Cornwallis had surrendered his army at Yorktown the previous October. Then, Lord North's wartime Government in London had fallen in March. Peace negotiations with the rebel Americans were underway in Paris. And this steamy morning's garrison routine remained as tedious and soul-destroying as ever. Sir Thomas willed himself to stare at the army clerk's fair copy of his 300th or so weekly regimental report, which he had scribbled out last Saturday. His own handwriting had always been execrable, albeit mostly legible. As a youth, he had been a poor, easily-distracted student with an indulgent (up to a point) and powerful father, but in this life he had to ensure that Spencer had copied it letter-perfect, for it would shortly come to the exacting attention of Sir Thomas's superior officer, Swiss-born General Frederick Haldimand, Military Governor of Quebec.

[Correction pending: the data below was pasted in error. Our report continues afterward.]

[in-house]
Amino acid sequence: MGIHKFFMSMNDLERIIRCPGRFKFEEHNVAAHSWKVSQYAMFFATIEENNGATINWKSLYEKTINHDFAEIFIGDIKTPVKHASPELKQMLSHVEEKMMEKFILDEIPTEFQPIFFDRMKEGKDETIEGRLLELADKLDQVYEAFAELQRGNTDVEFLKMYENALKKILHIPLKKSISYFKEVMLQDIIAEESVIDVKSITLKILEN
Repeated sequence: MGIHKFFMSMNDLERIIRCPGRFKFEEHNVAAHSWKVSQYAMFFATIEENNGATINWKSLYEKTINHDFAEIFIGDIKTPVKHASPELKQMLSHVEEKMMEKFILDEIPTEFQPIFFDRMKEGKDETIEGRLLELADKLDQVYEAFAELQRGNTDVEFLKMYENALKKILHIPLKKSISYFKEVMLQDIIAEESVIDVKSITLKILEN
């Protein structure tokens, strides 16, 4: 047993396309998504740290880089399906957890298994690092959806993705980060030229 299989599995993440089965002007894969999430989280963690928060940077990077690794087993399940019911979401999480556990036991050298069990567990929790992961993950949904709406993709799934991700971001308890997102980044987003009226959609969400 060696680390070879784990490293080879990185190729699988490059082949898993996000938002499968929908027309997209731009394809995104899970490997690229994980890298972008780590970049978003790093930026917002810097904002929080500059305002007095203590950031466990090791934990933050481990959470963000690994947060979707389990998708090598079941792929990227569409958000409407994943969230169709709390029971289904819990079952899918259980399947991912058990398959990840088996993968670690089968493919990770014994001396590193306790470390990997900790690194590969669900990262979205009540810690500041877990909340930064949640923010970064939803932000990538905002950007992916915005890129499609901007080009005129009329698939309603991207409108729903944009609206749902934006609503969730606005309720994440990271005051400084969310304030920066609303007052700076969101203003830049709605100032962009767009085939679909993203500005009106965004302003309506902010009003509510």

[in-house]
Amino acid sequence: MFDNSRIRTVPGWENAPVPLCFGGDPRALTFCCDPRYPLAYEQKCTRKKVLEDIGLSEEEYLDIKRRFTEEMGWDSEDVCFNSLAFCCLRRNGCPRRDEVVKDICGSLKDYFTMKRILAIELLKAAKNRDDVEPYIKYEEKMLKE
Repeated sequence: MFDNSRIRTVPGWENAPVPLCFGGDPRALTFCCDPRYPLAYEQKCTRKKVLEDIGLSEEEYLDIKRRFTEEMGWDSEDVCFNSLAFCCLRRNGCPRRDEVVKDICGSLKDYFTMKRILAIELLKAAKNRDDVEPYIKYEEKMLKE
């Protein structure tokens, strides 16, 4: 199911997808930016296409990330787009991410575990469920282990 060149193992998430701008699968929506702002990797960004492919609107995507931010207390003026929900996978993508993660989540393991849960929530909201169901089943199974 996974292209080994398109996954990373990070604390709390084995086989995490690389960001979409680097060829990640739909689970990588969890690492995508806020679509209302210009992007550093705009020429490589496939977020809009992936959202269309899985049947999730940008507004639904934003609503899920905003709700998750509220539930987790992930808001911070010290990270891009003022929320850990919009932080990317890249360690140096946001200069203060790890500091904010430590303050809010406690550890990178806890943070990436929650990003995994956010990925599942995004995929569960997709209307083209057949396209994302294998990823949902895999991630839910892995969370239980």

How has my life come down to meticulously executing such boring, useless work?
Even the miserable frustrations of having to handle covert, delicate, discussions with self-important, hotheaded popinjays like the Vermont Allens, on the vanishingly faint hope they would bring their territories back to the King, was more interesting. Or directing the intricate American spy network Haldimand had asked him to set up in 1778. Sir Thomas was also the Crown's Superintendent and Inspector General of the Six Nations Indians and those in the Province of Quebec. Like his father, he very much enjoyed their company, not least because his loving, fierce stepmother Laura Silverbirch and her warrior brother Matthew were themselves Mohawk. A council with their people would be stimulating, at least, complaints and all! Instead of such things, he bent his head to his duty, and read his report back from his clerk's neatly scripted version.
Your Excellency, I beg to inform you that the local units of the Queen's Royal Regiment of New York which I have the honor to command have been fully employed this past week in ...